The $83,000 voluntary spending-limit in three city supervisor races was lifted for the Nov. 7 election.
The City’s Ethics Commission, the agency that oversees campaign finance rules, lifted the spending limit for the races in districts 2, 4 and 10. The spending limit remains in place for the two other city supervisor races in districts 6 and 8.
District 4 is considered the “dog-fight,” as incumbent Fiona Ma bowed out to run for the state Assembly’s 12th District, leaving the field open for a newcomer.
Most political insiders expect less of a contest in District 2, where incumbent Michela Alioto-Pier faces just one challenger. Incumbent Sophie Maxwell appears to be safe in the District 10 race, having built up strong community support.
Candidates had until Aug. 11 to decide whether to adhere to the voluntary spending limit for the Nov. 7 election. The deadline for District 4 candidates was extended to Wednesday.
Alioto-Pier, Maxwell and District 4 candidate Doug Chan triggered lifting of the spending limit when all three filed with the Ethics Commission last week, saying they would not adhere to the spending limit and have already exceeded it. District 4 candidate Jaynry Mak has also gone over the spending limit, having raised at least $100,695.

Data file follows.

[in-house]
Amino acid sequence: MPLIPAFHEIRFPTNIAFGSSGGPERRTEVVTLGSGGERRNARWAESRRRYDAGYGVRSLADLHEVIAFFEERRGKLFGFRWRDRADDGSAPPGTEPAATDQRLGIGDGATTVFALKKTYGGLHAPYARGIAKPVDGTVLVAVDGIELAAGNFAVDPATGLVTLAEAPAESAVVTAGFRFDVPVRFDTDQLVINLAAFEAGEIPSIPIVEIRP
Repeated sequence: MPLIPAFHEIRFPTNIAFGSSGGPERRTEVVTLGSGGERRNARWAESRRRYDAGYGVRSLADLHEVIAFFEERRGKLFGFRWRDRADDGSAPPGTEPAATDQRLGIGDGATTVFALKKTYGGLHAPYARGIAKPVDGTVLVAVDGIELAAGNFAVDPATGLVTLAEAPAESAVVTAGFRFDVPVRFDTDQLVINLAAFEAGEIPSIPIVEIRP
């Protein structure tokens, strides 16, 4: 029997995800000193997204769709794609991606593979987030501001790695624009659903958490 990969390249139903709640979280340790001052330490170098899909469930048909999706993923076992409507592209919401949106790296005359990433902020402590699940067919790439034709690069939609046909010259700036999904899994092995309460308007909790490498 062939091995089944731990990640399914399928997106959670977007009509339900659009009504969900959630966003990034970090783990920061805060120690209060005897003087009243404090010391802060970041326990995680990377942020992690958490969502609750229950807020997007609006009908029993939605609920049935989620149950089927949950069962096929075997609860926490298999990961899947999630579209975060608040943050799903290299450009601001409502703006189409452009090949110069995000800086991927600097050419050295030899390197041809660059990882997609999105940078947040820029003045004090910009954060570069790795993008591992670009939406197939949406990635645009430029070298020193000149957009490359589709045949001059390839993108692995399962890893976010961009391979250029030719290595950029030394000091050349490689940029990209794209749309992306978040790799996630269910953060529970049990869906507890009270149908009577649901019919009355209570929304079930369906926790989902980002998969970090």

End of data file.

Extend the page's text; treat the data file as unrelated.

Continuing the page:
By law, the Ethics Commission must then automatically lift the voluntary spending limit for that race.
The spending limit was established following voter approval of Proposition O six years ago. The spending cap is intended to decrease the potential for candidates to become “beholden to donors” once elected, according to John St. Croix, executive director of the Ethics Commission. The spending limit also ensures that candidates focus more on the issues than on fundraising, he said.
Candidates who chose to adhere to the voluntary campaign spending limits in these three races will be acknowledged in the voter guidebook, but they could break the cap and suffer no penalty.
Not all candidates in the district 6 and 8 races have agreed to the spending limits, but so long as they do not raise more than $83,000, the spending limit will remain in effect.
Few believe the candidates’ decision whether to adhere to the spending limits will play a role in the outcome of the Nov. 7 election.
“I don’t think that voters care all that much about spending limits,” San Francisco political analyst David Latterman said. Voters might only take notice of the campaign spending if the amount was extremely high, like a quarter of a million dollars, he added.